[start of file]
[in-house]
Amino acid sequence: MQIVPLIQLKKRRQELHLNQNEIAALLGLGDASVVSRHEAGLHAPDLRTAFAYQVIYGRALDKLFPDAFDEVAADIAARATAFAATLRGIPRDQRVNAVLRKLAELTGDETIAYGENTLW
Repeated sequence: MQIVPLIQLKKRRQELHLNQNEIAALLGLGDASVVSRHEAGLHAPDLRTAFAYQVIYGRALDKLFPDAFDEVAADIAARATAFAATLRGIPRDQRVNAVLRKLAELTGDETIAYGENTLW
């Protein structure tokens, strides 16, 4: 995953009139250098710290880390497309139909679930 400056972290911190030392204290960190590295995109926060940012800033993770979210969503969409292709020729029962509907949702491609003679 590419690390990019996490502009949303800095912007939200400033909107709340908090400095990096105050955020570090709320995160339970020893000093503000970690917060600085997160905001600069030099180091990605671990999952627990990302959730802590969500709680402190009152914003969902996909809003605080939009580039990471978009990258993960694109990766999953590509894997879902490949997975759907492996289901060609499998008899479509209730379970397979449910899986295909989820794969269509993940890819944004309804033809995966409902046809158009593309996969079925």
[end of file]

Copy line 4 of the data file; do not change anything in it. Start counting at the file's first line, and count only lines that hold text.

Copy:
């Protein structure tokens, strides 16, 4: 995953009139250098710290880390497309139909679930 400056972290911190030392204290960190590295995109926060940012800033993770979210969503969409292709020729029962509907949702491609003679 590419690390990019996490502009949303800095912007939200400033909107709340908090400095990096105050955020570090709320995160339970020893000093503000970690917060600085997160905001600069030099180091990605671990999952627990990302959730802590969500709680402190009152914003969902996909809003605080939009580039990471978009990258993960694109990766999953590509894997879902490949997975759907492996289901060609499998008899479509209730379970397979449910899986295909989820794969269509993940890819944004309804033809995966409902046809158009593309996969079925």